Victory! Oregon Republicans to Come out of Hiding After Climate Bill Dies

politics
June 28, 2019Jun 28, 2019

The bizarre saga coming out of the state of Oregon may finally be coming to an end after Republican lawmakers had the State Police sent after them by the liberal Democratic governor.

GOP senators refused to show up to the State Capitol building in Salem recently in protest of a massive climate bill say would have destroyed several of Oregon’s key industries — such as farming, trucking, and logging — through increased taxes and regulations. And citizens weren’t being given a chance to vote on it.

“It will probably put most of us out of business,” said logger Jon Golly.

In the Democrat-controlled Senate, they feared they’d have no chance to vote the bill down. By not showing up to work, they hoped to delay voting until a compromise could be worked out with Democrats.

Then Gov. Kate Brown sent the Oregon State Police after them. Knowing ahead of time that would happen, the Republican lawmakers fled, with some of them hiding out in neighboring Idaho. They planned to stay in hiding until the legislative session ended on June 30.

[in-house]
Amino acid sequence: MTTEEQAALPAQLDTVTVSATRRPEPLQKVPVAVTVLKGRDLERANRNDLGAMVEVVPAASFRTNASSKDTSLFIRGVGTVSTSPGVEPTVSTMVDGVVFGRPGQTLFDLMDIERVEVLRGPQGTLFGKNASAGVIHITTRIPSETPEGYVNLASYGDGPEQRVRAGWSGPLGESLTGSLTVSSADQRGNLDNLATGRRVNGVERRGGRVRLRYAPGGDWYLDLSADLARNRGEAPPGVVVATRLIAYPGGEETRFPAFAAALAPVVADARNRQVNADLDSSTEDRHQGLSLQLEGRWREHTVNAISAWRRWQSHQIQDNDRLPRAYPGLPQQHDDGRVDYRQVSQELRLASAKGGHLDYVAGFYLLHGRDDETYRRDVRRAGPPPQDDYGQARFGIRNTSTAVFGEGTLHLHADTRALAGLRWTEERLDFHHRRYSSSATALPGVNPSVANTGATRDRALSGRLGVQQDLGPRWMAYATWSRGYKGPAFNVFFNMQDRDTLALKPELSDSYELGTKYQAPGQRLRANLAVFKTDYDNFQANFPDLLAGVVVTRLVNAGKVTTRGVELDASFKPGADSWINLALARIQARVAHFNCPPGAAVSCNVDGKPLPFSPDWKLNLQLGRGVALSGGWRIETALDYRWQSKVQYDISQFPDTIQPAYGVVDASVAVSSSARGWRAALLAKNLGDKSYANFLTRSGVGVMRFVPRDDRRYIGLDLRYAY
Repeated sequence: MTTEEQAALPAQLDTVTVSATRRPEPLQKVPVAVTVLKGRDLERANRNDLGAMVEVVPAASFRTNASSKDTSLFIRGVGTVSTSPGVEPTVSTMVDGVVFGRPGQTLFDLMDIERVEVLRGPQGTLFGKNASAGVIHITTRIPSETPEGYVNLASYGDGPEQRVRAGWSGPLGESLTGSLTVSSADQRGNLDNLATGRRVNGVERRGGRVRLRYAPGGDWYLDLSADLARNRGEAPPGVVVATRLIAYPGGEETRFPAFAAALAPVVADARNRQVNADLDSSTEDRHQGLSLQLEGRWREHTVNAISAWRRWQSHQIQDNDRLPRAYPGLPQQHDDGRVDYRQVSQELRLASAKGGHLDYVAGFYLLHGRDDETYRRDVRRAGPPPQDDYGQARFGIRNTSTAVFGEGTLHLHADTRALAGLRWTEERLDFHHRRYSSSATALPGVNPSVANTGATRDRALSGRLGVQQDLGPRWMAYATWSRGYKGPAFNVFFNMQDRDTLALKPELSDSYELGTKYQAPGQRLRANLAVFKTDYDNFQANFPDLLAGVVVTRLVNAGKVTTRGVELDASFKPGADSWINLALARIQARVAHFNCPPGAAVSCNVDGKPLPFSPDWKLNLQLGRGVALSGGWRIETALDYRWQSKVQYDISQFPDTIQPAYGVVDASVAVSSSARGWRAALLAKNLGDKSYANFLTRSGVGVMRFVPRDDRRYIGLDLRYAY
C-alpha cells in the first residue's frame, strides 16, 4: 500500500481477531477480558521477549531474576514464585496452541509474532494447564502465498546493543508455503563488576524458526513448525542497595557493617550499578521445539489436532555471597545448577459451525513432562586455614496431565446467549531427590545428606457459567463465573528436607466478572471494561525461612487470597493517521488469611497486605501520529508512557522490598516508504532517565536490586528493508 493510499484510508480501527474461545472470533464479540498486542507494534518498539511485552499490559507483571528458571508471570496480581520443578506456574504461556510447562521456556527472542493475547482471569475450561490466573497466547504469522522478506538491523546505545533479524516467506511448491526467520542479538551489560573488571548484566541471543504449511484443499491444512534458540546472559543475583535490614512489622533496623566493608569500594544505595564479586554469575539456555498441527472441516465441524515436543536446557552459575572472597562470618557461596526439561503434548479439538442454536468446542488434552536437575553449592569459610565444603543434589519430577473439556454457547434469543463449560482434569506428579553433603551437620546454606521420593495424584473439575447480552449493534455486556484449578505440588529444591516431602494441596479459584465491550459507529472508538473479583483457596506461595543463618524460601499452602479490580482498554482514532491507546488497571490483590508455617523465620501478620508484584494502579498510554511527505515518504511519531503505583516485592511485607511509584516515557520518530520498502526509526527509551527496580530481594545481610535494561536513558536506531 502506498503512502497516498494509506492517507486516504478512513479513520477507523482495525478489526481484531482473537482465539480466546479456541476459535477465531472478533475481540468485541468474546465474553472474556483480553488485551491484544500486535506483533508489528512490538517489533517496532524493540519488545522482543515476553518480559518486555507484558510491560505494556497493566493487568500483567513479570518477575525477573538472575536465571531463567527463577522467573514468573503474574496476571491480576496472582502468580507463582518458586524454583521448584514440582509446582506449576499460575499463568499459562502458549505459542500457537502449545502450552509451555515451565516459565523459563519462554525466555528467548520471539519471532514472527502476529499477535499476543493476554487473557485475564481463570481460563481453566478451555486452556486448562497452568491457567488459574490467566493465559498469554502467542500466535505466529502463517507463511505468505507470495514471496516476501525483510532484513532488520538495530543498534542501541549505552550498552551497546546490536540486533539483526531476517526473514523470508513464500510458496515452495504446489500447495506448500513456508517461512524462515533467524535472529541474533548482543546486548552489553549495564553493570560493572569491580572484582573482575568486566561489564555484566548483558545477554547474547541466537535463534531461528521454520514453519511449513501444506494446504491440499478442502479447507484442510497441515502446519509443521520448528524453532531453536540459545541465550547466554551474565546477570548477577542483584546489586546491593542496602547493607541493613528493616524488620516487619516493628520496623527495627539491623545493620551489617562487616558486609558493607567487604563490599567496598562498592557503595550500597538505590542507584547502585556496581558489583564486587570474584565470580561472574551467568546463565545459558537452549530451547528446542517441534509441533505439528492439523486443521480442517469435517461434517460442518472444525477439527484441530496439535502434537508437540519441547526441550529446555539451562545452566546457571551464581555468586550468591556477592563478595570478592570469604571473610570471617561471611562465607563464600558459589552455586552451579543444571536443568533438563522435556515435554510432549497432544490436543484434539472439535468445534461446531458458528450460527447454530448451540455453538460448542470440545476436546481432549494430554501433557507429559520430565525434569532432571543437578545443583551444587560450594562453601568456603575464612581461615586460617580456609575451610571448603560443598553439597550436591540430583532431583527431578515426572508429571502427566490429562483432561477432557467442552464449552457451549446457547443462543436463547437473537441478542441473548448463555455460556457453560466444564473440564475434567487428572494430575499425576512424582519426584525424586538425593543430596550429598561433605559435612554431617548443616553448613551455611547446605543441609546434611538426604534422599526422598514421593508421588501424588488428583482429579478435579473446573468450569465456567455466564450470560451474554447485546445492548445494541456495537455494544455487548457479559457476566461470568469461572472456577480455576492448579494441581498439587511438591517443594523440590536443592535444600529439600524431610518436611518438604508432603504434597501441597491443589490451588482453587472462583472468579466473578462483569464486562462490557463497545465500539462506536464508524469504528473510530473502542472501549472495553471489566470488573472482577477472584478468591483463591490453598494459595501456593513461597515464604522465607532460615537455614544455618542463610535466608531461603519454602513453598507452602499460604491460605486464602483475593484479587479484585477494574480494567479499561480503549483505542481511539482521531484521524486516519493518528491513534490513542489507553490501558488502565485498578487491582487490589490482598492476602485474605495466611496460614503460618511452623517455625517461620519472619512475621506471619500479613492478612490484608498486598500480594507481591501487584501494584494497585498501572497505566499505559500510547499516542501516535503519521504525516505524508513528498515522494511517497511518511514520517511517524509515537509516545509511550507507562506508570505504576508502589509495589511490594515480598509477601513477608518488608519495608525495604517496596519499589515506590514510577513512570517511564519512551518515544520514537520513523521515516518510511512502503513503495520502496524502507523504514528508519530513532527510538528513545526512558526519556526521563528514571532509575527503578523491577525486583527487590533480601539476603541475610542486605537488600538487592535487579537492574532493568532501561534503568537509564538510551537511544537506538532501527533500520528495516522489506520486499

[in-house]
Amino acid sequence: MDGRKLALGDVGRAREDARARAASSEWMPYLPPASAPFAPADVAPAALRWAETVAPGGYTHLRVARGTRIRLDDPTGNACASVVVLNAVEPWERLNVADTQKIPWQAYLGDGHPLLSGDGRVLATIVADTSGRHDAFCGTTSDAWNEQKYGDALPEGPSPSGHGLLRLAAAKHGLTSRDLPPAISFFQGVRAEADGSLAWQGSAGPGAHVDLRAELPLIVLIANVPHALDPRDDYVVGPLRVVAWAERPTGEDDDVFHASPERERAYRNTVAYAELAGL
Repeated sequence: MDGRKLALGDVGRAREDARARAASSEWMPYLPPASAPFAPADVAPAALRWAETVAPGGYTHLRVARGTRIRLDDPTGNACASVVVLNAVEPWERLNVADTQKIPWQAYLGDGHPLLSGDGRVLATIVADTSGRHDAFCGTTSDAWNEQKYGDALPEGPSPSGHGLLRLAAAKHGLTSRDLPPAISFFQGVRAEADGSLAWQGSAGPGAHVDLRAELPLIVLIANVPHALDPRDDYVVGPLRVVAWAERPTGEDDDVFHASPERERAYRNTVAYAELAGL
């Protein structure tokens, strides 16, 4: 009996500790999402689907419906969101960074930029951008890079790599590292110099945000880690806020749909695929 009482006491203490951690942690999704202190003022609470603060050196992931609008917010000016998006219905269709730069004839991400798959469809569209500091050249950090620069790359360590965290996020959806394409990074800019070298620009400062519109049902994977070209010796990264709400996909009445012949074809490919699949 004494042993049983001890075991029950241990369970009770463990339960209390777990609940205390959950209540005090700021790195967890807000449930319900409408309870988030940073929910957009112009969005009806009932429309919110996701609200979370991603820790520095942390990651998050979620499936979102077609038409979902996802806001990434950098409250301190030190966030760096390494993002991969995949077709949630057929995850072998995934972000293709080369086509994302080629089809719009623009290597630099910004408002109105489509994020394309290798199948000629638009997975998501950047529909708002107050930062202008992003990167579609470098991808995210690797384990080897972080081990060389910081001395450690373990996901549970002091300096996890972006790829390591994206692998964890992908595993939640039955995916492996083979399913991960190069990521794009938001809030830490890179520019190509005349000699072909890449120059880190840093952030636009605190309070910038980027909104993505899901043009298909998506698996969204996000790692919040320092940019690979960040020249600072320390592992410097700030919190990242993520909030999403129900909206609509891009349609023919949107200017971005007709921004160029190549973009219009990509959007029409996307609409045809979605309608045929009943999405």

But with a couple days left, Senate Minority Leader Herman Baertschiger Jr. (R-Grants Pass) returned to the Capitol and indicated that the rest of his party would follow in order to hold a weekend session with Democrats, Oregon Public Broadcasting reported.

Why? Because the Democratic leader of the Senate revealed that the climate bill didn’t have enough support from Democrats either to pass.

Some senators in hiding feared they were being lured into coming back to the Capitol as part of a trap, but Baertschiger assured them that, “The Senate president says it [H.B. 2020] will be dead, the governor says it will be dead, and members of the Democratic caucus will be voting ‘no.’”

“Finally this week, the governor called me, said she wants to talk to me, we have to resolve this,” the Republican leader said, according to The Oregonian. "And I came back to Oregon by myself.”

That spells a huge victory for Republicans and, at least, a short-term victory for the many truckers, loggers, farmers, and their supporters protesting outside the Capitol for days. Republicans will also be able to vote on other budget bills when they return for the final weekend of the session.

“Most of those [bills] are good,” Baertschiger said. “There are a handful of bills that we are having a conversation about, but I think that … those need an up-and-down vote.”

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